The Sorcerers Apprentice by Derek Selinger

Mickey Mouse Tried to Warn Us About A.I.
The Sorcerer’s Apprentice is one of the most popular Disney animations of all time, based on a poem by Johann Wolfgang von Goethe.  
In the Disney version of the story, the master magician is growing weary from performing his magic. Turning bats into butterfly’s to be precise.
He goes for a nap, leaving his hat behind.
The apprentice (Mickey) takes the hat, just to help with the task of carrying water more easily.
It works.
A broom now carries his water!
In fact it works so well that Mickey himself falls asleep, with dreams of grandeur.
When Mickey awakens, he finds that the magic broom carrying water has completely flooded the chamber.
Mickey tries to stop the broom by any means, but just makes it worse.
The broom multiplies.
Carries more water.
Until the master enters the room and quickly cleans up the magical mess.
None too happy with his apprentice of course.

This is a cautionary tale about many things:

  • Power
  • Technology
  • Magic
  • and… AI.

We have found a magic hat and donned it to accomplish tasks which are distasteful.
We have become more efficient.
We have empowered machines and processes to complete these tasks so we can do things more useful.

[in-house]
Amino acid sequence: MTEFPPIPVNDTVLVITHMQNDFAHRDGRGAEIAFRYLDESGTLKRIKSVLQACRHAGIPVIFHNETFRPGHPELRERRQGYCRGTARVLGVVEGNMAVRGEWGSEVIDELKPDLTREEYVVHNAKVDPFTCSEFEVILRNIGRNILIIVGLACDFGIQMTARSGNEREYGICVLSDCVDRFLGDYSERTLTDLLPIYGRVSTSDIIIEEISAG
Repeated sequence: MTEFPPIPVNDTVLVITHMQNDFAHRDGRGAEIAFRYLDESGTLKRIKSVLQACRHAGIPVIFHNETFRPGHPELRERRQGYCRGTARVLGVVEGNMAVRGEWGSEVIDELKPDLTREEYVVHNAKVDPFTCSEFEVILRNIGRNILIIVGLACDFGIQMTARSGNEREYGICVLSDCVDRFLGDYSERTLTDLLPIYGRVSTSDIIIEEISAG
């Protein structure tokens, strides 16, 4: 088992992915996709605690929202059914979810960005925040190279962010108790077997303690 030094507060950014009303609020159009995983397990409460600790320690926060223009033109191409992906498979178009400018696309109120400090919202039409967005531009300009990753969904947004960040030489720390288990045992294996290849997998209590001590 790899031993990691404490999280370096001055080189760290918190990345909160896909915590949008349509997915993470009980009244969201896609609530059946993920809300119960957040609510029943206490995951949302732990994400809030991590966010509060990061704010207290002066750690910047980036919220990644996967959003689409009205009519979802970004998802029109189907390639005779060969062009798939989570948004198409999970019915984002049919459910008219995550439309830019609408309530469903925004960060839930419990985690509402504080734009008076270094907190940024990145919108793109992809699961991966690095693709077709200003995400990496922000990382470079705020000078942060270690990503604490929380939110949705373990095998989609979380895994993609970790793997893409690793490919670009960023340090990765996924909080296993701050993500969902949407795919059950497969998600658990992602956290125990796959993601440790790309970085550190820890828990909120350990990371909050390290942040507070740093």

Like dreaming of grandeur.
And it works!
It works well actually.
But… there is a tremendous danger.
If we do not stay present with the processes, and if we do not indwell the work we have commissioned
with our mind, heart and soul … things will go wrong.
Really, really wrong.
We cannot fall asleep at the magical wheel.
We cannot allow technology to carry our “water”.
Don’t expect that which has no soul to behave as though it does.

In watching the cartoon you have to ask the questions:

  • If automating the carrying of water by magic was a good idea… why didn’t the master do that?
  • Why did he employ Mickey?
  • Why did the master not automate his whole life?
  • What did he know that Mickey didn’t?

Clearly a fair bit.
The problem we face is that there are no master magicians.
We are all a bunch of apprentices who have found a new and powerful hat.
So three practices a master magician employs, that we as apprentices needs to learn:

1) Use the power intentionally
The new found power is not a toy. Careful use and observation will ensure that utter destruction is not unleashed.

2) Use the power discriminately
The power of the hat (AI) is absolutely useful. It can help craft powerful stories and processes. But it isn’t meant for all things, at all times.
In other words. Take a break. Rest. Think.

3) Use the power wisely
Above all else our pursuit must be wisdom. Before pointing our magic we need to think carefully about the consequences.
The tool can accomplish many things.
Wisdom should be our chief interest.
After all, “Wisdom is more valuable than rubies” (Proverbs 3:15).
I believe it is critical that we consider the use of this magic very, very carefully.
Because I am not sure there is anyone around who will clean up our mess.

Derek Selinger

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